Opinion: Why the wrong name can hurt our reputation
By JONAH BLOOM, campaignlive.co.uk, Monday, 24 January 2000 12:00AM
What do you want to be called? Answers on an e-mail please. Apparently, according to two letters on the subject that have ’literally flooded’ through our letterbox, we should not use the term ’sales reps’ when discussing media sales professionals.
What do you want to be called? Answers on an e-mail please.
Apparently, according to two letters on the subject that have ’literally
flooded’ through our letterbox, we should not use the term ’sales reps’
when discussing media sales professionals.
Such sensitivities are not unique to this industry. When I used to write
about accountants and finance types, we regularly received complaints
about the use of the phrase ’beancounter’ on our diary page. When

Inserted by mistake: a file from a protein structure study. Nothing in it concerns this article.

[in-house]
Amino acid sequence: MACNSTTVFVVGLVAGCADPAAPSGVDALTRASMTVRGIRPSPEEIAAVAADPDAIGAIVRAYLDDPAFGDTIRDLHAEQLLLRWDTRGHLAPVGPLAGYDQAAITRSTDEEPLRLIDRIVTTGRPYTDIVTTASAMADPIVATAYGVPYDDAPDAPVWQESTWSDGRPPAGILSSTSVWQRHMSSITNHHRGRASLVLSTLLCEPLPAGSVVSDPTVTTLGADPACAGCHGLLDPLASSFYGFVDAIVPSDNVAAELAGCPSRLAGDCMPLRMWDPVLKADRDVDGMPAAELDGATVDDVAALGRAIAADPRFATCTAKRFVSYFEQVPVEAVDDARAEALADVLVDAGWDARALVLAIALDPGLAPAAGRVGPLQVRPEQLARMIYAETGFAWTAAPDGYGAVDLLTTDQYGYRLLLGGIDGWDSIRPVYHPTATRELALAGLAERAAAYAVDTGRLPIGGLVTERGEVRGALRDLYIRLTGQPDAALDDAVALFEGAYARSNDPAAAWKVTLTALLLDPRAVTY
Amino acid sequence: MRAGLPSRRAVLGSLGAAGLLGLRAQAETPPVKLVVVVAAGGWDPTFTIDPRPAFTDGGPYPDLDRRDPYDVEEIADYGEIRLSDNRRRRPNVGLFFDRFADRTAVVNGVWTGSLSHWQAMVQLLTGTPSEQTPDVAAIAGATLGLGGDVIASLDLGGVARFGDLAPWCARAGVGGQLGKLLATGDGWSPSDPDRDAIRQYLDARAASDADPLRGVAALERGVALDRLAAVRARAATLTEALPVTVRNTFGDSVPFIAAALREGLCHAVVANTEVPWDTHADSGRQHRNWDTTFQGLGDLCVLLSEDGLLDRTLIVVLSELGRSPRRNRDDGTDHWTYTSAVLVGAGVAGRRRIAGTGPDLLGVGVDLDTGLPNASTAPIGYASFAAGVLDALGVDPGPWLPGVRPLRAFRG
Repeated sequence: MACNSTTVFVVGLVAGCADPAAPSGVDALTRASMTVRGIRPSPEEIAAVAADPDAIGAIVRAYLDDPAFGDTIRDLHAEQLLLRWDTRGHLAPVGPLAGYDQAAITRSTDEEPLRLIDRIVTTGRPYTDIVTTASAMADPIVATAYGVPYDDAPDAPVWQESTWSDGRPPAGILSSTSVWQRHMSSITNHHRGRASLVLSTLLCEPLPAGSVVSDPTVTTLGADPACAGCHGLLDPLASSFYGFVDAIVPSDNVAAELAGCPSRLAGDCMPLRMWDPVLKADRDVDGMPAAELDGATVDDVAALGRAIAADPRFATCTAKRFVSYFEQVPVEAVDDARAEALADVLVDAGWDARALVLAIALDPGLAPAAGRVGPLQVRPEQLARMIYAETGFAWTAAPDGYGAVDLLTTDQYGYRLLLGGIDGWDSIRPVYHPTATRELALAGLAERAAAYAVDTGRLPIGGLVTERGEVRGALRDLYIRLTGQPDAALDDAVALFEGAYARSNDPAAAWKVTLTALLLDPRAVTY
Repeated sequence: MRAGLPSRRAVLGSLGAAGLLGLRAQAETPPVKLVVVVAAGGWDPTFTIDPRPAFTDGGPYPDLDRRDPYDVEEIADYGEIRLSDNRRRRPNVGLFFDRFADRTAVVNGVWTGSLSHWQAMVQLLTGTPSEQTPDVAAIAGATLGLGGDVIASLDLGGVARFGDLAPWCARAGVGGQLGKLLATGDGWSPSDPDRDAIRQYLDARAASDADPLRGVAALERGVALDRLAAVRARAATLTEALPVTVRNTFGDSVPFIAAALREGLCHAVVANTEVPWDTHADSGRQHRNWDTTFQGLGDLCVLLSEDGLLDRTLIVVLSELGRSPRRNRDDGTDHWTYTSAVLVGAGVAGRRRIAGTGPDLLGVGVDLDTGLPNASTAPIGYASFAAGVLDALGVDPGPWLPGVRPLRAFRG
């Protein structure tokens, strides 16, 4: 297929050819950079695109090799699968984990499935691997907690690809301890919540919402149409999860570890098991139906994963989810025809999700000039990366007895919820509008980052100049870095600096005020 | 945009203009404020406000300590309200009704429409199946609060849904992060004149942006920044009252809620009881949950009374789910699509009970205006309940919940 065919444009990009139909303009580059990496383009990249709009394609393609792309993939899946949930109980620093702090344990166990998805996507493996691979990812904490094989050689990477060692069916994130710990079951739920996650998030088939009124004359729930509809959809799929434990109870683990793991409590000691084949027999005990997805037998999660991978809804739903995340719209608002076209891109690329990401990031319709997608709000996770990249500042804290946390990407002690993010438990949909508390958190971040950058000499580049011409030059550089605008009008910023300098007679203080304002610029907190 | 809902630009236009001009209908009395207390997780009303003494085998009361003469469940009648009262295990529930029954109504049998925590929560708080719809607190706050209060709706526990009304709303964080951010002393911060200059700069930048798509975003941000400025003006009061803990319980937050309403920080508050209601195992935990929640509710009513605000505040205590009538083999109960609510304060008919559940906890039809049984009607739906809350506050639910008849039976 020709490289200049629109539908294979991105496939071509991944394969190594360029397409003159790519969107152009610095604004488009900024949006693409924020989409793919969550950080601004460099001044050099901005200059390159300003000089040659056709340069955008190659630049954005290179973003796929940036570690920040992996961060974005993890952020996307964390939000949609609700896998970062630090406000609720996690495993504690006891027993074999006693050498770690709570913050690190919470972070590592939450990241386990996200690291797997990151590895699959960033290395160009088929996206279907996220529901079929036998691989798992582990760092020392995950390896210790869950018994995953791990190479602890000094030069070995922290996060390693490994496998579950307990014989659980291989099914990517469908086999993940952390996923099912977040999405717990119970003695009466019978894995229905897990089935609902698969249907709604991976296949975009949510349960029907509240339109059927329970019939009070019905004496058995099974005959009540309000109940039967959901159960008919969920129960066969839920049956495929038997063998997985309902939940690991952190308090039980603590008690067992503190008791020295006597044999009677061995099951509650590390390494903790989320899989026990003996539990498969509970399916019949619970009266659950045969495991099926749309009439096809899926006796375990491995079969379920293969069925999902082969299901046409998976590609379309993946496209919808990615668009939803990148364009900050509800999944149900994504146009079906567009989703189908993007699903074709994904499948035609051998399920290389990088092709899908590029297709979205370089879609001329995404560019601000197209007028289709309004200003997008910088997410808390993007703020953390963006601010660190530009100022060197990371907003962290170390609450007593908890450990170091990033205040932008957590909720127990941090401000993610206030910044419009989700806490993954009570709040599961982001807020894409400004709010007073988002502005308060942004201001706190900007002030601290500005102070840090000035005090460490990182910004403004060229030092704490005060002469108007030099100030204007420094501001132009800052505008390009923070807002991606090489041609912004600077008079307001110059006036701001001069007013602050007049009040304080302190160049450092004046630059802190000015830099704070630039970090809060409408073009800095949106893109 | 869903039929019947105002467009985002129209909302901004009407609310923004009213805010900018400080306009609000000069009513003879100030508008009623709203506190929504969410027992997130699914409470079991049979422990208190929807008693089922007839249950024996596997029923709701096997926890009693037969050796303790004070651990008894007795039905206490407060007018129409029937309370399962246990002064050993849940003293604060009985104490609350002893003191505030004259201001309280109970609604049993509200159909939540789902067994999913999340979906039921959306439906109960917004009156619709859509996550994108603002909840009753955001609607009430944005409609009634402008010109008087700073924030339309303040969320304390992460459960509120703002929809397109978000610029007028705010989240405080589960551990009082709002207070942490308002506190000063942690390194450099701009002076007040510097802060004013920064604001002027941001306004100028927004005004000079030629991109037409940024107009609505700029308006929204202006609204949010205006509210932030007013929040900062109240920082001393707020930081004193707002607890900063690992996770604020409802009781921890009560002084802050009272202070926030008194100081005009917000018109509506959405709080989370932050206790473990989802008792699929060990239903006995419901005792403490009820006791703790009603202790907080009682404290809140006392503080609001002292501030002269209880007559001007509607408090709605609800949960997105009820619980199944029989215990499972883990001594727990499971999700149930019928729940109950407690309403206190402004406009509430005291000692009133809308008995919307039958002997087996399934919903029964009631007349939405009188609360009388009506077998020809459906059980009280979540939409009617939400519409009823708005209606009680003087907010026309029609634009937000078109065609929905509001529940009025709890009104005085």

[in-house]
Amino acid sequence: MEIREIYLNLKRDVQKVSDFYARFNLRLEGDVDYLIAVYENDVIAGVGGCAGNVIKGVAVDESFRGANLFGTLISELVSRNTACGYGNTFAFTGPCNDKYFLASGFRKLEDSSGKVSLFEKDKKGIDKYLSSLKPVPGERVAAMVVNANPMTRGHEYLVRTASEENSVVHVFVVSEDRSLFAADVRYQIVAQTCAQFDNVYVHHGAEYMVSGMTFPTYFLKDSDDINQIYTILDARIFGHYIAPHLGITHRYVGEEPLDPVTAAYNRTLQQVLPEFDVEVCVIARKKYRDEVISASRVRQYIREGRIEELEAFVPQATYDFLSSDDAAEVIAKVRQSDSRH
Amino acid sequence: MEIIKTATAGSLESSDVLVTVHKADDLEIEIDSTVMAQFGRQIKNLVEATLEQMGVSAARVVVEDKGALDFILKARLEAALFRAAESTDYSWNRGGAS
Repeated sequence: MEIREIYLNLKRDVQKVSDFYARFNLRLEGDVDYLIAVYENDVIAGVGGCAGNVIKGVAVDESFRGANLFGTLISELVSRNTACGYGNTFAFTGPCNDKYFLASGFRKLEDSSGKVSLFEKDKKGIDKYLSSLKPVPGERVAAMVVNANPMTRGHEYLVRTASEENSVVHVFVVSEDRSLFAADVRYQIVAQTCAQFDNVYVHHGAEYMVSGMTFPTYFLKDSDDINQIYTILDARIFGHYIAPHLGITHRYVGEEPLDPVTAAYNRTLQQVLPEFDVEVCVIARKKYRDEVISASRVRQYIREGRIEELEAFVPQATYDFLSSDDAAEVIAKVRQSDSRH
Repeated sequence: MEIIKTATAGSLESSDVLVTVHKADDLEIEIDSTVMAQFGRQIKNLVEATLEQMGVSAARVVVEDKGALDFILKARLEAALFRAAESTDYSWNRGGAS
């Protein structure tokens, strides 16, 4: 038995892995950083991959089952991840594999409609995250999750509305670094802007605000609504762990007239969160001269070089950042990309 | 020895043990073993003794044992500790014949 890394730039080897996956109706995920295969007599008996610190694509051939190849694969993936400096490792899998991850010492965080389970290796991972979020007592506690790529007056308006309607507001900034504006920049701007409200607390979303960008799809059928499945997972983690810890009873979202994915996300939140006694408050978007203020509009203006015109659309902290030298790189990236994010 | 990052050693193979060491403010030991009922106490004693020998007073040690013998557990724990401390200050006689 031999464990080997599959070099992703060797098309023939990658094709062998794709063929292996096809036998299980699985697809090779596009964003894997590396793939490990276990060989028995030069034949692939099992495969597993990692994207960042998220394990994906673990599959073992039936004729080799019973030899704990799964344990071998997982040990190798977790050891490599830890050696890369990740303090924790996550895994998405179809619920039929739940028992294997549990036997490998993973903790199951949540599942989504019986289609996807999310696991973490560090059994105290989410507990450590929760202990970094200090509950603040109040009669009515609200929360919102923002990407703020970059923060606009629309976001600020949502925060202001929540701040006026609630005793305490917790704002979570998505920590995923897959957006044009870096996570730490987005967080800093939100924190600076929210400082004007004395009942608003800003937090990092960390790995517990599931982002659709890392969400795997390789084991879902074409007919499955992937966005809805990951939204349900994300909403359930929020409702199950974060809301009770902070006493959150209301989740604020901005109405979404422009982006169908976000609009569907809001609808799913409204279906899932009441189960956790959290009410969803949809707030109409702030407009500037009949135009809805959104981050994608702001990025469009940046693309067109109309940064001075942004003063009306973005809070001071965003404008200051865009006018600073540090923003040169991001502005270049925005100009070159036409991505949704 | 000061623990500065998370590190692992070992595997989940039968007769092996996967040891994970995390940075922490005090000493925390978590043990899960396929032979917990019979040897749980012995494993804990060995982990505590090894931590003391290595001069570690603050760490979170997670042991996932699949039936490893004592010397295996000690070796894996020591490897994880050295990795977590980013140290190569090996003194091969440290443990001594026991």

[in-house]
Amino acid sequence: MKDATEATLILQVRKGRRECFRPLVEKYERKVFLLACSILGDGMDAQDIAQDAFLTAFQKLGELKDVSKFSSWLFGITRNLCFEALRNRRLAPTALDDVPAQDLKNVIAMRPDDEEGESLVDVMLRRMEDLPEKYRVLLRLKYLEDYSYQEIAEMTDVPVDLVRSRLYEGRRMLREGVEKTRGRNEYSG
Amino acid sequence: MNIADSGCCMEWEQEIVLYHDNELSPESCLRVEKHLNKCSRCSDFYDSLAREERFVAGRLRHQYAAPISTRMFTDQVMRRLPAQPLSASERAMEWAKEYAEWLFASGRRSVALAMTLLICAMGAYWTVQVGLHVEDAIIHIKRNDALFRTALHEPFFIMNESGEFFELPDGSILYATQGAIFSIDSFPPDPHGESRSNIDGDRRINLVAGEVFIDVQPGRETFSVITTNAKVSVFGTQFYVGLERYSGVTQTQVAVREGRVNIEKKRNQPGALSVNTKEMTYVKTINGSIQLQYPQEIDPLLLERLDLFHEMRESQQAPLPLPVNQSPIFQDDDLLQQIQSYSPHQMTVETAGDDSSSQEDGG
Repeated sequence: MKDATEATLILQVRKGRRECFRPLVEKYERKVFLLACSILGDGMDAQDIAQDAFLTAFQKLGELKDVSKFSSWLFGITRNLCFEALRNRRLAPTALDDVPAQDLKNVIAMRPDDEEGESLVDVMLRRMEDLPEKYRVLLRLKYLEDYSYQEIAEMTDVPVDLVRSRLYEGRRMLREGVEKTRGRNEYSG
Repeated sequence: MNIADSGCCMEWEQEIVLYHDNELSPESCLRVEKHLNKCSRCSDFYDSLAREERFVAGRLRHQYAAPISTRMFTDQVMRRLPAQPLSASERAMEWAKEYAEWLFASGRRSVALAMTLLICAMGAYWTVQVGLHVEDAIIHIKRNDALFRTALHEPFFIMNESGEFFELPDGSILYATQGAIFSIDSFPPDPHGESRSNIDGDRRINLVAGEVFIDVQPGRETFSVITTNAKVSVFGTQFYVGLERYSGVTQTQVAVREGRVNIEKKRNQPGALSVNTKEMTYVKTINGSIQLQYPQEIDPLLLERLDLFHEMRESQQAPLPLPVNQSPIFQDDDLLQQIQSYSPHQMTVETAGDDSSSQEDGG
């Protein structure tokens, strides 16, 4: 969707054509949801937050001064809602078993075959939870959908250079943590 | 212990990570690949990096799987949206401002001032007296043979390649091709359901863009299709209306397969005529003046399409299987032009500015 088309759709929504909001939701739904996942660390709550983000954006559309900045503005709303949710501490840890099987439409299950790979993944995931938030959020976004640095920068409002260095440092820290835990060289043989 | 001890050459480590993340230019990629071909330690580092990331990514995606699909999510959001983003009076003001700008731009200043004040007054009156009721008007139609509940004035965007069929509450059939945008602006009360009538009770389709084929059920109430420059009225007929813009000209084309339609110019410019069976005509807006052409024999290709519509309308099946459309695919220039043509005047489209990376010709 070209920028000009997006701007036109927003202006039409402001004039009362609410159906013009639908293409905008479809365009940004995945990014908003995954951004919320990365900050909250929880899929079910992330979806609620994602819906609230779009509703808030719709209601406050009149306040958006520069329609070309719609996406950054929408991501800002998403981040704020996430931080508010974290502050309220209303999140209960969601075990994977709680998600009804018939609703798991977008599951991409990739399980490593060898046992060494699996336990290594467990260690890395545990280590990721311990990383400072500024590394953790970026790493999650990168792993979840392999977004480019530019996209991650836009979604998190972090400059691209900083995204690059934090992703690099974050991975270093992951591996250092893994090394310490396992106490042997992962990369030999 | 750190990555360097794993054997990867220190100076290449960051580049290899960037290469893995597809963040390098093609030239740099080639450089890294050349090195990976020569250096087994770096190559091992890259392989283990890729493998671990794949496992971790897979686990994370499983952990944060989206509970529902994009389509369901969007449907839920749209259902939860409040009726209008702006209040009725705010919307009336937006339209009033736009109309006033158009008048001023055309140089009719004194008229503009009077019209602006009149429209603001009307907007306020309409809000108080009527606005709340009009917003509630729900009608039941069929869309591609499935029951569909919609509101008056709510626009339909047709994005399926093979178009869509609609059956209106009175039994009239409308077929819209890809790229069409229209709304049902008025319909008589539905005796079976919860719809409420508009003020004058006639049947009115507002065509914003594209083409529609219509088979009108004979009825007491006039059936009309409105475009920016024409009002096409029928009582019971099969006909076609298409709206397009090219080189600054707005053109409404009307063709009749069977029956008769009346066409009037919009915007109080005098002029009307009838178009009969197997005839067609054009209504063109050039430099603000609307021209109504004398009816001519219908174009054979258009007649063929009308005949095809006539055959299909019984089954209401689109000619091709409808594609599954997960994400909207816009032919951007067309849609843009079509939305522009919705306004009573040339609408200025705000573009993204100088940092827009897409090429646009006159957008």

writing about the venerable public relations profession, another
magazine was often given a verbal spanking for using the phrase ’spin
doctor’ or even ’flack’. I have also learned that journalists do not
like to be referred to as ’hacks’, although personally I’ve never felt
in the least offended by this.
Why do all these people get so flustered by such descriptions of their
vocation? One can only assume it reflects a certain insecurity.
Nevertheless, in this case I tend to agree. Sales ’representative’ is
not really very descriptive. Aren’t we all representatives of our
So what should we call you? Of course, we try to stick to the tried and
tested ’media sales people’, but it becomes cumbersome when it appears
three times in one news story. We do apologise to the more paranoid of
our readers, who have been upset by the very occasional use of the term
’rep’, and we’d love to know what you think you should be called.
This article was first published on campaignlive.co.uk
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